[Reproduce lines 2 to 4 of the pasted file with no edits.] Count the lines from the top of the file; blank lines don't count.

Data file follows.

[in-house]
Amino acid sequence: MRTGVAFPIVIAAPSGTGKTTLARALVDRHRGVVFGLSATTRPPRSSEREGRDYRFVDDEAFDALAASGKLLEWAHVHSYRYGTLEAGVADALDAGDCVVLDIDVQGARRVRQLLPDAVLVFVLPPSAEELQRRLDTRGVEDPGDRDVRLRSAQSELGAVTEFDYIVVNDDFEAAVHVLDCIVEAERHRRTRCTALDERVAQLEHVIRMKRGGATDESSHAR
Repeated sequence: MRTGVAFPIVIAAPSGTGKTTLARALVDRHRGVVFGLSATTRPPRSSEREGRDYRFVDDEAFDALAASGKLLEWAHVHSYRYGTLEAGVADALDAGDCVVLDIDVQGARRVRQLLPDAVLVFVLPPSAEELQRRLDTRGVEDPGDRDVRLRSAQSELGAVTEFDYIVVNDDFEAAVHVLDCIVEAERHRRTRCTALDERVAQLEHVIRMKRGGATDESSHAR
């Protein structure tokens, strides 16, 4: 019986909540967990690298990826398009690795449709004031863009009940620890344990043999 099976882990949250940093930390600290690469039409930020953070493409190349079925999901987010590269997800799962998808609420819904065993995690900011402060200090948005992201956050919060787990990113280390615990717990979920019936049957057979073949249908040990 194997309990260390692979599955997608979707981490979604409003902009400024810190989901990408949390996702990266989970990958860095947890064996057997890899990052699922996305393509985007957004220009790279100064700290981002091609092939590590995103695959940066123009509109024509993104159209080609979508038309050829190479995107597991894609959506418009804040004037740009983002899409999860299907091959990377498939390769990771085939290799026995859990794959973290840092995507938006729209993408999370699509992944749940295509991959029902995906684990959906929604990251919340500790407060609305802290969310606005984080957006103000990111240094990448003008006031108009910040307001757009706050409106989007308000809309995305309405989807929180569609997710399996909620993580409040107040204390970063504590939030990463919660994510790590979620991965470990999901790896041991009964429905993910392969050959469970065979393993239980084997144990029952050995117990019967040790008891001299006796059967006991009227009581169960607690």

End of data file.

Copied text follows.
Amino acid sequence: MRTGVAFPIVIAAPSGTGKTTLARALVDRHRGVVFGLSATTRPPRSSEREGRDYRFVDDEAFDALAASGKLLEWAHVHSYRYGTLEAGVADALDAGDCVVLDIDVQGARRVRQLLPDAVLVFVLPPSAEELQRRLDTRGVEDPGDRDVRLRSAQSELGAVTEFDYIVVNDDFEAAVHVLDCIVEAERHRRTRCTALDERVAQLEHVIRMKRGGATDESSHAR
Repeated sequence: MRTGVAFPIVIAAPSGTGKTTLARALVDRHRGVVFGLSATTRPPRSSEREGRDYRFVDDEAFDALAASGKLLEWAHVHSYRYGTLEAGVADALDAGDCVVLDIDVQGARRVRQLLPDAVLVFVLPPSAEELQRRLDTRGVEDPGDRDVRLRSAQSELGAVTEFDYIVVNDDFEAAVHVLDCIVEAERHRRTRCTALDERVAQLEHVIRMKRGGATDESSHAR
């Protein structure tokens, strides 16, 4: 019986909540967990690298990826398009690795449709004031863009009940620890344990043999 099976882990949250940093930390600290690469039409930020953070493409190349079925999901987010590269997800799962998808609420819904065993995690900011402060200090948005992201956050919060787990990113280390615990717990979920019936049957057979073949249908040990 194997309990260390692979599955997608979707981490979604409003902009400024810190989901990408949390996702990266989970990958860095947890064996057997890899990052699922996305393509985007957004220009790279100064700290981002091609092939590590995103695959940066123009509109024509993104159209080609979508038309050829190479995107597991894609959506418009804040004037740009983002899409999860299907091959990377498939390769990771085939290799026995859990794959973290840092995507938006729209993408999370699509992944749940295509991959029902995906684990959906929604990251919340500790407060609305802290969310606005984080957006103000990111240094990448003008006031108009910040307001757009706050409106989007308000809309995305309405989807929180569609997710399996909620993580409040107040204390970063504590939030990463919660994510790590979620991965470990999901790896041991009964429905993910392969050959469970065979393993239980084997144990029952050995117990019967040790008891001299006796059967006991009227009581169960607690």